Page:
We promise that someone will get back to you to talk through your situation and explain how we can help. You can expect to hear back from us within two working hours and certainly no later than 10 am on the next working day.
Sorry, there are a few problems with the information you have entered. Please correct these before continuing.
One moment please...
Your submission has been received. We'll be in touch soon.
Our client first approached Shoosmiths in 2016, having been diagnosed with asbestosis, although he also suffered other co-morbidities which shortened his life expectancy. We began investigating his claim, but unfortunately shortly after we were instructed, he died due to non-asbestos related conditions.
The death of a claimant in asbestos-related cases (particularly those involving mesothelioma) before a claim concludes is not uncommon. It was important therefore to work closely with the family and the deceased’s ex-work colleagues to obtain sufficient witness information to explain the extent of his exposure to asbestos and his illness.
Kate Price-Marson, a solicitor specialising in asbestos related disease cases and other industrial illness and disease claims, examined our now deceased client’s medical records to determine the extent of his illness and the details of the original diagnosis. During her investigation of those records it became apparent that he had in fact been suffering with pleural thickening.
Pleural thickening can have a variety of causes, such as a pulmonary embolism or a blood clot in the blood vessels that lead to the lungs. However, it is far more frequently caused by asbestos fibres being inhaled or ingested and becoming lodged in the pleura (the protective membrane which surrounds the lungs and inside of the rib cage) causing thickening and scarring.
If the scarring becomes widespread and covers a large area (diffuse pleural thickening) it can cause the pleura to thicken to the extent that it is difficult for the lungs to expand, which results in breathing difficulties. Pleural thickening is a disease recognised by the Industrial Injuries Disablement Benefit (IIDB) scheme and sufferers are also entitled to receive a lump sum payment under the Pneumoconiosis etc. (Workers’ Compensation) Act 1979.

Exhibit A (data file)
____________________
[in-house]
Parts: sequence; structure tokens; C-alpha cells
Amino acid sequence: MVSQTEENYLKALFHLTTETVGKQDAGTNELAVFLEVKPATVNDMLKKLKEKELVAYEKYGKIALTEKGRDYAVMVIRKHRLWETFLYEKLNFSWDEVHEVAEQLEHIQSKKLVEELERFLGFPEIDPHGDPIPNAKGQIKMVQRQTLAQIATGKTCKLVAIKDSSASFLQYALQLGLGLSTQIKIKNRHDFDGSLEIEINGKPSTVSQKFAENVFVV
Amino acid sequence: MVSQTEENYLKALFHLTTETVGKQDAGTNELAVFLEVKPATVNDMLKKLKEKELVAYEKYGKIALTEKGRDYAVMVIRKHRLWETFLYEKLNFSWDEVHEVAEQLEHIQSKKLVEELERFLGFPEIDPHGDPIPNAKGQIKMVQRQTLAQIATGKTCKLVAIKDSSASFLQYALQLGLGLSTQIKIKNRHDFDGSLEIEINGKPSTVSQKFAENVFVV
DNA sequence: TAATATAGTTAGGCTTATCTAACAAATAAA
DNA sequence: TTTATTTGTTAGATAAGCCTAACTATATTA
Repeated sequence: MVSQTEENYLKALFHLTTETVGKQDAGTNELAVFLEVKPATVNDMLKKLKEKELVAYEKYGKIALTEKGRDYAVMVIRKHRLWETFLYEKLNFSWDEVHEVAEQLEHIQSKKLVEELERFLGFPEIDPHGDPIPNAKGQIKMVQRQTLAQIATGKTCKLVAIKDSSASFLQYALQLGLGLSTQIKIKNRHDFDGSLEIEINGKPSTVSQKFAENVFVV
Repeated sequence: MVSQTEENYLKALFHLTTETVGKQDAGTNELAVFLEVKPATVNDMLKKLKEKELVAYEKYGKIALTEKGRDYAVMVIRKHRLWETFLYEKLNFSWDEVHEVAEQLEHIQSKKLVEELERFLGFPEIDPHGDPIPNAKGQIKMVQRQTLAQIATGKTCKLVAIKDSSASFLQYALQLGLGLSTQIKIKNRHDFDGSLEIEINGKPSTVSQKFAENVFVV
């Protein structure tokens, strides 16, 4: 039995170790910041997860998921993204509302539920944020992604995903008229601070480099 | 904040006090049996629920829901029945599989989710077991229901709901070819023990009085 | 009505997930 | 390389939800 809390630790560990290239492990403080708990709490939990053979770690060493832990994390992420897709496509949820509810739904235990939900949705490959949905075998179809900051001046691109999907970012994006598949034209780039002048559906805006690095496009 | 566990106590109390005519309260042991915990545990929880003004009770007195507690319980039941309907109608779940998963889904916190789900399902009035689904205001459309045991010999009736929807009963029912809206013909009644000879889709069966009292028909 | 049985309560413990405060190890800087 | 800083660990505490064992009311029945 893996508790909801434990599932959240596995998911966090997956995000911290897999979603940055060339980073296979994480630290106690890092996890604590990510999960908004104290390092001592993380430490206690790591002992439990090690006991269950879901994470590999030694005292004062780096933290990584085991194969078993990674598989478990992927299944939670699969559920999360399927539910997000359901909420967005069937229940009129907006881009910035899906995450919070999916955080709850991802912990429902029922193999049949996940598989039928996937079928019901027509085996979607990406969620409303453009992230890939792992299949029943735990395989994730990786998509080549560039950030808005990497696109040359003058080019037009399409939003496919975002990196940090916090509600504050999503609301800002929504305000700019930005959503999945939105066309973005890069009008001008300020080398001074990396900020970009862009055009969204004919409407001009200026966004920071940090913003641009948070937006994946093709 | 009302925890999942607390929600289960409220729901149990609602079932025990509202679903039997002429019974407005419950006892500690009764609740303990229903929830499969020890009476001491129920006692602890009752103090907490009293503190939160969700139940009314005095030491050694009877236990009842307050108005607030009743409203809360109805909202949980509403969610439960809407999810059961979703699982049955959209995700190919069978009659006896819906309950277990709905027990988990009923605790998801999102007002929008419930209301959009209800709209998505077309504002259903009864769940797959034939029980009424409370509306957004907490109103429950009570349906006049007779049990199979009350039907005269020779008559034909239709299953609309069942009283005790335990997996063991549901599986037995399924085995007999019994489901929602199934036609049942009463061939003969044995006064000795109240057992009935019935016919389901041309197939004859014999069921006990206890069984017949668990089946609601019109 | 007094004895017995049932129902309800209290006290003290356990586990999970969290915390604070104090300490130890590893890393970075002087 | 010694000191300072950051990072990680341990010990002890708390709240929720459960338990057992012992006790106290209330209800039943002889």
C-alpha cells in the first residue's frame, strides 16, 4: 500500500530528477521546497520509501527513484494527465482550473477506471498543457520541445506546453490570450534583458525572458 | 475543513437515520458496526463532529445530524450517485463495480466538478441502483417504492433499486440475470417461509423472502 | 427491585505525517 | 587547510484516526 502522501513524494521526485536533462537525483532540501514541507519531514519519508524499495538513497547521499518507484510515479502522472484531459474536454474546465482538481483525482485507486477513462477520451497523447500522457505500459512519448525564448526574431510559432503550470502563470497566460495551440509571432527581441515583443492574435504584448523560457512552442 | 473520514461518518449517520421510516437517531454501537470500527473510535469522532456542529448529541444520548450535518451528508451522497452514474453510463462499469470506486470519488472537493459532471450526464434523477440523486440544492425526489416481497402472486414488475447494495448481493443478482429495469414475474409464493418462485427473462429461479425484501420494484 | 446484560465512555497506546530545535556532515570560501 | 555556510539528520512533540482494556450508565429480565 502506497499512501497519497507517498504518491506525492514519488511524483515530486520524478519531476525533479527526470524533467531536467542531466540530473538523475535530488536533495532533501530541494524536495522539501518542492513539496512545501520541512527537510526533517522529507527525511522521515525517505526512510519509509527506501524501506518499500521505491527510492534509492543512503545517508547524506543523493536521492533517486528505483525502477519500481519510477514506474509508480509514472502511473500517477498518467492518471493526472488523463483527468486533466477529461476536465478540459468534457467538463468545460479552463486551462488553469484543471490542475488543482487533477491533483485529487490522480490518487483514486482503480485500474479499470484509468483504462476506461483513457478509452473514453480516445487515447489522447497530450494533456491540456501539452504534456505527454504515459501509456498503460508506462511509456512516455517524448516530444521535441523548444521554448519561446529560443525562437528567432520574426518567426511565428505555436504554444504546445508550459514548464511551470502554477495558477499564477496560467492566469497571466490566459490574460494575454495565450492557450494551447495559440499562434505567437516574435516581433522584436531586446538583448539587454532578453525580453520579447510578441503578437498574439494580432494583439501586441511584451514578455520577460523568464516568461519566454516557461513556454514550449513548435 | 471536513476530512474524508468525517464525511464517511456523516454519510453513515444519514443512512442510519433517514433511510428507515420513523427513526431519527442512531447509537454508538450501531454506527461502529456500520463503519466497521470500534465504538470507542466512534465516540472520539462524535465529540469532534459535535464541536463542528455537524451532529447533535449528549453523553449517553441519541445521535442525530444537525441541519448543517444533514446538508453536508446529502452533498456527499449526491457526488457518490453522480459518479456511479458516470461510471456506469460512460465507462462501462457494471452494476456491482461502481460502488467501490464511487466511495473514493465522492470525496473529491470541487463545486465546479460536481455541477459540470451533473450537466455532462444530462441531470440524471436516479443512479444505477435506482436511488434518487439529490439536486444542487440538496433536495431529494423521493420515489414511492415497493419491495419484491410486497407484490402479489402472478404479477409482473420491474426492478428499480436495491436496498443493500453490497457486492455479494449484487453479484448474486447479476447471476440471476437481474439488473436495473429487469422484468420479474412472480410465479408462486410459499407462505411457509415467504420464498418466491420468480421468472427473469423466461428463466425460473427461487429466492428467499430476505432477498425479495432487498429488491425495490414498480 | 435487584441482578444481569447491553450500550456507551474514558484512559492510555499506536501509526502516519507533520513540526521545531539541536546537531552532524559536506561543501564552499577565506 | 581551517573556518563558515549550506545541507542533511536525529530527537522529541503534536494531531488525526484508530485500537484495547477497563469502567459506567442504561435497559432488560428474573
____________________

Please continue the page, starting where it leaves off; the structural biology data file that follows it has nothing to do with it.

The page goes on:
Taking instructions now from the family, Kate obtained medical evidence from a consultant respiratory surgeon to provide the likely prognosis of her client’s asbestos-related condition setting aside his other co-morbidities. Extensive company searches were also necessary to determine the relevant ships on which he was employed and Kate had to do more detective work to obtain naval records to prove her client had indeed served aboard those ships.
Settlement negotiations commenced and compensation of some £10,000 was agreed and paid to the deceased’s estate. The family also got some satisfaction from the admission of liability by negligent employers decades ago – their main motivation in pursing the claim.
Although this claim for pleural thickening was successful, Kate cautions that pleural thickening should not be confused with pleural plaques, which can be similarly caused by asbestos exposure and result in isolated and discrete areas of thickening which only rarely cause symptoms:
‘It is no longer possible to claim compensation for pleural plaques in England and Wales, however those who made a pleural plaques claim in the past can still make a claim if they go on to develop a new condition such as asbestos-related lung cancer or mesothelioma. Any previous payment received will not prevent that.’
Pictured above: Kate Price-Marson, one of our solicitors specialising in industrial diseases.